Plants, Wild Foodism

This Wild Edible Winter Mushroom Has A Deadly Look-Alike

Greetings!

First, I want to say “thank you!” to everyone who purchased a medicinal mushroom tincture last week during the online sale.  I didn’t expect this to happen so quickly, though I sold out of my entire inventory and no longer have any products in stock.  If you’re interested in purchasing medicinal mushroom tinctures, I will have more available toward the end of January.

Second, let’s talk about Enoki — a wild edible mushroom you can forage during the coldest months of the year.  This fungus, also known as Enokitake and Velvet Foot, is often overlooked in the wild due to its smaller size.  Interestingly, Enoki is cultivated on a commercial scale and can also be purchased in many grocery stores.

Before you begin your search for wild Enoki mushrooms, however, there’s one thing you should know.

Enoki is not the easiest mushroom to positively identify.  It resembles several other LBMs (little brown mushrooms) that grow in similar habitats during similar seasons.  To make matters a bit riskier, some of these LBMs are very toxic.

In this new video, I share some tips on positively identifying the wild Enoki mushroom.  I also compare and contrast this species to the Deadly Galerina — a poisonous LBM that could be confused for the edible Enoki mushroom.

If you’re interested in safely and confidently harvesting wild edible mushrooms this winter season, check out the brand new video!

Have you seen any brightly colored fungi recently?  Plenty, including Mock Oysters, can be found even during the remaining days of autumn.  Check out this recent Instagram post to learn more!Click to view post

Thanks for reading and watching, and as always, thank you for your support!

-Adam Haritan

Writing

in the morning fog

By Natalie J. Case

Winter in San Francisco generally means temperatures in the mid 40s to mid 50s and fog.  Sometimes really thick fog.  That does seem to be the case this year.  Even though I live a good 45 minute BART ride outside of the city, my little city can get pretty socked in too.

Fog means dangerous driving conditions, particularly when you don’t know the roads you’re driving on.  For me, I find fog mysterious and beautiful, especially when it hangs low over the mountains or the bridges.  I never do seem to get out into it with my camera however.  One of these days I’m going to get up to the Marin Headlands when the fog rolls in.

Just imagine what the world of horror movies would be like without fog!  It sets a mood, for sure.

where-shadows-fall

If you have been waiting for the paperback to get your copy of Where Shadows Fall, your wait is over.  As of this morning, the paperback is available.  Click HERE to get it.

We’re headed into the busiest time of year, with holiday parties and get togethers, shopping and cooking and chaos of all kinds.  My life is no exception.  I’ll be trying a new-to-me cookie recipe this coming weekend for a company pot luck, and I have my first holiday party tomorrow evening.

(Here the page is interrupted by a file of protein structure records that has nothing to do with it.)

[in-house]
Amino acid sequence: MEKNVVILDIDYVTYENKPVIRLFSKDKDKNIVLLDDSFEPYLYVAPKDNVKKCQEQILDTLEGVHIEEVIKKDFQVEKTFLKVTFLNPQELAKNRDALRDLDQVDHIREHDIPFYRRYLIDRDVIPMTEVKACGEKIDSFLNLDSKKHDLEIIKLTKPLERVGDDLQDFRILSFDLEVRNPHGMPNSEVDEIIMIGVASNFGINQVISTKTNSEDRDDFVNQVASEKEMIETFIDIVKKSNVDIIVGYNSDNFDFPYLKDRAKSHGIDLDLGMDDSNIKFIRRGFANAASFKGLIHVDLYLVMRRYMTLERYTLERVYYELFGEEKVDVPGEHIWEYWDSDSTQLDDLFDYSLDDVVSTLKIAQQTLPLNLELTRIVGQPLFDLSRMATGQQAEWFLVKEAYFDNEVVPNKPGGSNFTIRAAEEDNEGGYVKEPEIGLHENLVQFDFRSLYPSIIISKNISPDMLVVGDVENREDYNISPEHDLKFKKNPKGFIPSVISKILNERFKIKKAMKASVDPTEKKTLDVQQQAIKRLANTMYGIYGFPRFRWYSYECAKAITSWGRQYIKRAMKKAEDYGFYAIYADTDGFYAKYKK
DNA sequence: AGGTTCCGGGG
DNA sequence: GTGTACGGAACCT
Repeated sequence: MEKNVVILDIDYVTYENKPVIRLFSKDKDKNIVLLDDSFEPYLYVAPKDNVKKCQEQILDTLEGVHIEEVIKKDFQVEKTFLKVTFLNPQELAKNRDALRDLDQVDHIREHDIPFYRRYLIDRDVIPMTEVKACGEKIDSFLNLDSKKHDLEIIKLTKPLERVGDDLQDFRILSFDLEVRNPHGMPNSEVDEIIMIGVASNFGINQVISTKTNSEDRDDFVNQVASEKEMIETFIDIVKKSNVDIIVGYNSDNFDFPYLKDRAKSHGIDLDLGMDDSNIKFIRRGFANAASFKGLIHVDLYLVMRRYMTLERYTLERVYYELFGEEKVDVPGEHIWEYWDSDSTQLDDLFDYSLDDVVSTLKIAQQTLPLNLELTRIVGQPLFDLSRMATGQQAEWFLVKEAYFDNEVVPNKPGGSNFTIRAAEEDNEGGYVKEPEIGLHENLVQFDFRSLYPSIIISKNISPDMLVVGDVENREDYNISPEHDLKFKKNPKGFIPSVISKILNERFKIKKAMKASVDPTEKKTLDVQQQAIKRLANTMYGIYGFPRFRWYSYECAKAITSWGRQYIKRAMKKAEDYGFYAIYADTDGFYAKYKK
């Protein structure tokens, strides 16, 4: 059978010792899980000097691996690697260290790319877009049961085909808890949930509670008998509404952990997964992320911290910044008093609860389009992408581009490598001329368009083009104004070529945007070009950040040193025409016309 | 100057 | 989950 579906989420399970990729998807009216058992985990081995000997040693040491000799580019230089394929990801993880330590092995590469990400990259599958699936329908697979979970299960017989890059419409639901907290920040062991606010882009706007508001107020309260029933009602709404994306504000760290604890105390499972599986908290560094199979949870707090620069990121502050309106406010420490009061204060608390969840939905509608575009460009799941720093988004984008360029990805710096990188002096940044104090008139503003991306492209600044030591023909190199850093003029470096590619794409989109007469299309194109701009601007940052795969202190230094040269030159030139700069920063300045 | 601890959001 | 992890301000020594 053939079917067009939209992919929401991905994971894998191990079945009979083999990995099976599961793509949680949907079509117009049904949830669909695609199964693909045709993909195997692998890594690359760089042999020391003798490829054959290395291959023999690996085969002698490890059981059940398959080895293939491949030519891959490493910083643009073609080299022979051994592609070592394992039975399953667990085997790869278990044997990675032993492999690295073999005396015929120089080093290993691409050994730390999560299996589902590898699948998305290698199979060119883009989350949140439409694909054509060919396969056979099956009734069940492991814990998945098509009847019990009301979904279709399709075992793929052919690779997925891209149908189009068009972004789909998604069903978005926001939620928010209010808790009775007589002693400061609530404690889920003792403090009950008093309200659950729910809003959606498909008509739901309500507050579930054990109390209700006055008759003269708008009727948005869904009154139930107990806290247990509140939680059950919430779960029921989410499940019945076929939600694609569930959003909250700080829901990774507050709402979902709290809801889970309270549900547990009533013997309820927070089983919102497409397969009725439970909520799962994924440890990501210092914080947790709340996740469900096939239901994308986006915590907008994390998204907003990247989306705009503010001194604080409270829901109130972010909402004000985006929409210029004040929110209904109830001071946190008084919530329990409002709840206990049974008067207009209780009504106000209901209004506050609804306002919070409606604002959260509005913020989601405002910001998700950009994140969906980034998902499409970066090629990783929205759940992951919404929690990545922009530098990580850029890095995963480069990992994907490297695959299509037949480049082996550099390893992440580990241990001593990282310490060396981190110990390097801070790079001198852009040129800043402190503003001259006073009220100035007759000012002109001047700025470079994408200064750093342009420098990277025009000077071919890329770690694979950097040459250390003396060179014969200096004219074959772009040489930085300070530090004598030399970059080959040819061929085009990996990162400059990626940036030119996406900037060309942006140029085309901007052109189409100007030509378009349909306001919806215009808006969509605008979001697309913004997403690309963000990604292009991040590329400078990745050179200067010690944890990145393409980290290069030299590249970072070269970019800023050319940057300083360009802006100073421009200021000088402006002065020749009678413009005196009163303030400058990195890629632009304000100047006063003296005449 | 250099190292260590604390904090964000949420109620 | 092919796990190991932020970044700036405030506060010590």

Then it’s all a landslide into Christmas for me.

What about you, Readers?  Do you have a special holiday tradition, no matter what holiday you celebrate?

Herbals

Learn to be an Herbalist

The Herb Society of America Blog

By Chestnut School of Herbal Medicine

how to be an herbalistIt’s an exciting time to be an herbalist as more and more people are using medicinal herbs for health and well-being. Nearly one-third of Americans use medicinal herbs, and the World Health Organization estimates that 80 percent of people worldwide still rely on herbs as their primary form of health care. This botanical medicine momentum translates to more interest in herbal products and herbalism; there are more opportunities than ever for rewarding employment in the field as well as golden opportunities for entrepreneurship.

To help spread the herbal word, the Chestnut School of Herbal Medicine has put together a *free* guide on how to start your herbal career. It’s 95 pages gushing with information for brand new and seasoned herbalists alike, including:

  • How to become a thriving herbalist
  • Getting the right herbal education
  • An herbalist’s salary & career opportunities
  • Debunking the mythic “Certified Herbalist”

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Gardens

Food as Medicine Update: Carrot (Daucus carota subsp. sativus, Apiaceae)

Crooked Bear Creek Organic Herbs

Widely available at most supermarkets, the common root vegetable carrot (Daucus carota subsp. sativus, Apiaceae) is a biennial plant with erect, green stems and fine, feathery leaves.1 The plant produces densely clustered white blossoms in an umbrella shape, which is typical of plants in the Apiaceae family. The edible taproot comes in a variety of colors: orange is the most widely available in stores, but the root can also be white, yellow, red, or purple.2

The modern carrot is a domesticated cultivar of wild carrot, Daucus carota, also known by the common name Queen Anne’s lace. Indigenous to Europe and southwestern Asia, frost-tolerant carrots are now cultivated in a wide range of environments.1 Carrots are popular with home gardeners due to their colorful varieties as well as their hardiness.

Phytochemicals and Constituents

Favored for their sweet flavor and versatility, carrots contain a vast array…

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